• The JWT payload must contain both the visitor and account elements, each with an id property and value. 
  • Visitor and Account IDs must be passed as strings for JWT installs. To generate an anonymous visitor, use an empty string as the value of the id property of the visitor element. The account id property may be set to an empty string as well. Additional visitor and account properties are optional.
  • A nonce property must be included in the claims. The nonce is a string randomly generated by the client and must be at the top level in the JSON as a sibling property to a visitor or account, not contained within one of those sections. The value isn't explicitly validated, but a value is required. Including a random nonce helps ensure that tokens always appear different even if they contain the same claims.
  • The HMAC SHA-256 algorithm should be used when signing the JWT. If the JWT isn't signed with this algorithm, Pendo can't verify the signature and the events aren't processed.
  • Any additional configuration you would like can be included inside the JWT metadata.
  • Historical metadata values must be included in every JWT.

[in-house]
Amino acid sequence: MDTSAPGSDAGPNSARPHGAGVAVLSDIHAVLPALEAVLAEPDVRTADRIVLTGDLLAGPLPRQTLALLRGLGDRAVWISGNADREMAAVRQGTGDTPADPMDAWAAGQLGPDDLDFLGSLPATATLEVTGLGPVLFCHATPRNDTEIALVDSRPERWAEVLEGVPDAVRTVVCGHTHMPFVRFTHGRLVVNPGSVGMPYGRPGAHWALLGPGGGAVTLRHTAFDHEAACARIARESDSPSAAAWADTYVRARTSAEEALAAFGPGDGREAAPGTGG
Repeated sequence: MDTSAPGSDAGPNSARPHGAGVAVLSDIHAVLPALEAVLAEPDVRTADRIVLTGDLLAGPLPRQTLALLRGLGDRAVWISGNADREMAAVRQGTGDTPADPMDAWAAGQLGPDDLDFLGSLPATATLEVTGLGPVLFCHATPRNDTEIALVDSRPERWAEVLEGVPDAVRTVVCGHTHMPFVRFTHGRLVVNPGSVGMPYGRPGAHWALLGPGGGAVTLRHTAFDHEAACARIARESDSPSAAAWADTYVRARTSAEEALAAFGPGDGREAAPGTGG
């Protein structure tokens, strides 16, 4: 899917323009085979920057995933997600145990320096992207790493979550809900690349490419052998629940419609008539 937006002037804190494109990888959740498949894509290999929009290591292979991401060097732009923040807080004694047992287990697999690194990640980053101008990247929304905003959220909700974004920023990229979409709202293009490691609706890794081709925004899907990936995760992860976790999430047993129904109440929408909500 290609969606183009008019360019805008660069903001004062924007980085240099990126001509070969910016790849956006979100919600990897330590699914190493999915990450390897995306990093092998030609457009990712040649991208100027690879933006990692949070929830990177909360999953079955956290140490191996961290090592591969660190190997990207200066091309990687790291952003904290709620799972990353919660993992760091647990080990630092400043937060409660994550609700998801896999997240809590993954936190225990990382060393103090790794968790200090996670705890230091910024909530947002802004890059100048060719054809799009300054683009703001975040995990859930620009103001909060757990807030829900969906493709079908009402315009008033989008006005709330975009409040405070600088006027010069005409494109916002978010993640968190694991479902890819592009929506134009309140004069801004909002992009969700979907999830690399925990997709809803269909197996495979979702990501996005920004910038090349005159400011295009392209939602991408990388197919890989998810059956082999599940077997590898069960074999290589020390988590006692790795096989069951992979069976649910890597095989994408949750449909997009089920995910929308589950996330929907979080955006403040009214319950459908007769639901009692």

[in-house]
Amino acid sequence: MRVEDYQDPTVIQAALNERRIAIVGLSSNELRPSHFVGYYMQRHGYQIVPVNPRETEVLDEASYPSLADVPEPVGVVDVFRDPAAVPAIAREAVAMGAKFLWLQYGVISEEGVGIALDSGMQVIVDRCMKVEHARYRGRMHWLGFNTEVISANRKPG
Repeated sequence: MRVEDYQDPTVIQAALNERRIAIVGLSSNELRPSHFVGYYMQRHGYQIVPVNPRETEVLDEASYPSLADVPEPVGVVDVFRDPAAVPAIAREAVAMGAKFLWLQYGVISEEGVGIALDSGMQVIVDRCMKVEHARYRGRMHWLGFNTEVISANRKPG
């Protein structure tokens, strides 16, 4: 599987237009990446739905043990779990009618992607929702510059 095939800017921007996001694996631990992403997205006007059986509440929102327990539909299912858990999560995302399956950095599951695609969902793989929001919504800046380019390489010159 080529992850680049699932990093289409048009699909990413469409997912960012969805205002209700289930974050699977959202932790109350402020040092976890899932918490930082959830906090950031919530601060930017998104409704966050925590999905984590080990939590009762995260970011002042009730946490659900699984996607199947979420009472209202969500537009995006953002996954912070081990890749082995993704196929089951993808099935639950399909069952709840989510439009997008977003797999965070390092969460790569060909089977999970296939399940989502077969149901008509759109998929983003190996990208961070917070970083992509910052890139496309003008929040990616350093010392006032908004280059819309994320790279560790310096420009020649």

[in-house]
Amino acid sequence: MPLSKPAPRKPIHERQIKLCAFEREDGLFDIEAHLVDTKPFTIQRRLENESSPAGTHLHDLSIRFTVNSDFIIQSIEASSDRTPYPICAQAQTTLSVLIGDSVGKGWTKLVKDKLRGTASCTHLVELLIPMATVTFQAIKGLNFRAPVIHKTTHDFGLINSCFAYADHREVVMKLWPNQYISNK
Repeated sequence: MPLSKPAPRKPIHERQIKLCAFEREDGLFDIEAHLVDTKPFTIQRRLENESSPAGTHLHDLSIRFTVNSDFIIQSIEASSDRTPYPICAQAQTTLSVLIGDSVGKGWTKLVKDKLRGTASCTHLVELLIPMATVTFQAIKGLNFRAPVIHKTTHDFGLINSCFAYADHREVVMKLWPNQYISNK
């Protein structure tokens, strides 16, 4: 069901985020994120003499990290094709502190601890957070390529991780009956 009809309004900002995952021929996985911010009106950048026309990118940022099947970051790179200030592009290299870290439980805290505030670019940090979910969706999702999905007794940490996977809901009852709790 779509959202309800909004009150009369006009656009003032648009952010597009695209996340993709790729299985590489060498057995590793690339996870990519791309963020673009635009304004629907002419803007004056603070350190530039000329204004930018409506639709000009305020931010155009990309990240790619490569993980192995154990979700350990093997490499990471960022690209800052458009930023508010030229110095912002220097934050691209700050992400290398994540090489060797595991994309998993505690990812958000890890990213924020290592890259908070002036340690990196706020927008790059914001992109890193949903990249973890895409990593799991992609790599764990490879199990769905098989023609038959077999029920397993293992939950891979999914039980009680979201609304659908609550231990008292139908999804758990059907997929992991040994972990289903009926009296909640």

See the proceeding pseudocode for generating a JWT to start a visitor session with Pendo:

jwt = JWT.sign({

        id:             'VISITOR-UNIQUE-ID' // Required if user is logged in; must be a string. Pass an empty string for an anonymous visitor.
        // email:       // Recommended if using Pendo Feedback, or NPS Email
        // full_name:   // Recommended if using Pendo Feedback
        // role:        // Optional
        // You can add any additional visitor level key-values here,
        // as long as it's not one of the above reserved names.

   account: {
        id:           'ACCOUNT-UNIQUE-ID' // Required if using Pendo Feedback; must be a string. Pass an empty string for an anonymous visitor.
        // name:         // Optional
        // is_paying:    // Recommended if using Pendo Feedback
        // monthly_value:// Recommended if using Pendo Feedback